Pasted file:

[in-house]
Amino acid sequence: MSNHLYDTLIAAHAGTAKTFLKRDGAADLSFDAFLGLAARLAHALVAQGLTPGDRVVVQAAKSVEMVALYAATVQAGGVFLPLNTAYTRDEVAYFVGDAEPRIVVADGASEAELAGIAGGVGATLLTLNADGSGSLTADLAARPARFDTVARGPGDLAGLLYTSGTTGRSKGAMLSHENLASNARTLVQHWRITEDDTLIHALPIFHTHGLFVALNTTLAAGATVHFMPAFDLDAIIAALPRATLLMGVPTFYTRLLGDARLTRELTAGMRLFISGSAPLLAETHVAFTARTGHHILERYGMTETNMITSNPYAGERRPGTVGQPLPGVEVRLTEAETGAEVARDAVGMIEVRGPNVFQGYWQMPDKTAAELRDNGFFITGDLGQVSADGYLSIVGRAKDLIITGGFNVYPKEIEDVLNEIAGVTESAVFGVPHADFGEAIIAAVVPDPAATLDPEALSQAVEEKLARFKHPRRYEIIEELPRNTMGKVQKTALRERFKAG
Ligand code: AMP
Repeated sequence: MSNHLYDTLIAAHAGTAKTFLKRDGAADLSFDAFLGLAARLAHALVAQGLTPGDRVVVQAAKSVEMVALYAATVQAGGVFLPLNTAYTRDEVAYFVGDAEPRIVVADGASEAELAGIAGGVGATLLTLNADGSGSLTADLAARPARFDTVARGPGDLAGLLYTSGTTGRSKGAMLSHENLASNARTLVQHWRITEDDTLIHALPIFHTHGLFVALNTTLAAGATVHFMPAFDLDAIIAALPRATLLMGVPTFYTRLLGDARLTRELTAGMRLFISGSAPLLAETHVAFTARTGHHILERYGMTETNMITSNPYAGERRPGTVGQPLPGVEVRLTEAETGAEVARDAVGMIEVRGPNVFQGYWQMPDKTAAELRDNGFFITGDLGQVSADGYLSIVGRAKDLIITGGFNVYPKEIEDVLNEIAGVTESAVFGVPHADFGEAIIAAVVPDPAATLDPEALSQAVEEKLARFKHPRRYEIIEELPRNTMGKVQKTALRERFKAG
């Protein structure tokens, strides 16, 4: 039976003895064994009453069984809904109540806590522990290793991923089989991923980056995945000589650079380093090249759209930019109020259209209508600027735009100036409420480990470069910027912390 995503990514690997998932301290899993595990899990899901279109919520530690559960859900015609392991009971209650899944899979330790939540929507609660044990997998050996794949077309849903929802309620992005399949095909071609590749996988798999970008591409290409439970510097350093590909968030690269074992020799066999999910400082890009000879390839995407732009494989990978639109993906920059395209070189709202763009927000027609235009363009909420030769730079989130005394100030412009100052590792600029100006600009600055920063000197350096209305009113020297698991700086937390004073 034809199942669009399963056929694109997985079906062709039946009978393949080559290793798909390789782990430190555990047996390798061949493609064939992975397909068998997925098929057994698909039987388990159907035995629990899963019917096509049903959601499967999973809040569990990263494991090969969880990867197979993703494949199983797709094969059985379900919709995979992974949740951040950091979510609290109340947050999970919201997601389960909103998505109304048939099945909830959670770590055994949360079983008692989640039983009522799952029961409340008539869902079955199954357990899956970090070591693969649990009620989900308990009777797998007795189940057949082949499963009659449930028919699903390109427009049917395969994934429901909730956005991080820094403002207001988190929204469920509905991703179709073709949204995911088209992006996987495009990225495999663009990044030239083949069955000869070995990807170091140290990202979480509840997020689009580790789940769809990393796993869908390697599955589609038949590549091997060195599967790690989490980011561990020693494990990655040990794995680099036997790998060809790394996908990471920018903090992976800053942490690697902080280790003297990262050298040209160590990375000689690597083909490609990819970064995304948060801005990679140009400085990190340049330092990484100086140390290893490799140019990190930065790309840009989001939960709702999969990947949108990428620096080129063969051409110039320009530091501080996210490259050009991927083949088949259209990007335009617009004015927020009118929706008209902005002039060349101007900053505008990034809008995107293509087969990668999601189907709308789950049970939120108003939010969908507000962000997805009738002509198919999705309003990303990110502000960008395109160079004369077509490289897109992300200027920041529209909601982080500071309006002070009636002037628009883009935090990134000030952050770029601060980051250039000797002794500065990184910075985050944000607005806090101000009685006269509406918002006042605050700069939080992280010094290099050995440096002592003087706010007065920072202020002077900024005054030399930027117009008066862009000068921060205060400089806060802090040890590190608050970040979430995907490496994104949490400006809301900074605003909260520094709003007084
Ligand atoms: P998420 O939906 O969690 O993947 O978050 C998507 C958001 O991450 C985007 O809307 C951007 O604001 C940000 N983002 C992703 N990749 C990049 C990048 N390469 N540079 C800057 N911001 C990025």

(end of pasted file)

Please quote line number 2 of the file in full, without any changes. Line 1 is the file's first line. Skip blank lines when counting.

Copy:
Amino acid sequence: MSNHLYDTLIAAHAGTAKTFLKRDGAADLSFDAFLGLAARLAHALVAQGLTPGDRVVVQAAKSVEMVALYAATVQAGGVFLPLNTAYTRDEVAYFVGDAEPRIVVADGASEAELAGIAGGVGATLLTLNADGSGSLTADLAARPARFDTVARGPGDLAGLLYTSGTTGRSKGAMLSHENLASNARTLVQHWRITEDDTLIHALPIFHTHGLFVALNTTLAAGATVHFMPAFDLDAIIAALPRATLLMGVPTFYTRLLGDARLTRELTAGMRLFISGSAPLLAETHVAFTARTGHHILERYGMTETNMITSNPYAGERRPGTVGQPLPGVEVRLTEAETGAEVARDAVGMIEVRGPNVFQGYWQMPDKTAAELRDNGFFITGDLGQVSADGYLSIVGRAKDLIITGGFNVYPKEIEDVLNEIAGVTESAVFGVPHADFGEAIIAAVVPDPAATLDPEALSQAVEEKLARFKHPRRYEIIEELPRNTMGKVQKTALRERFKAG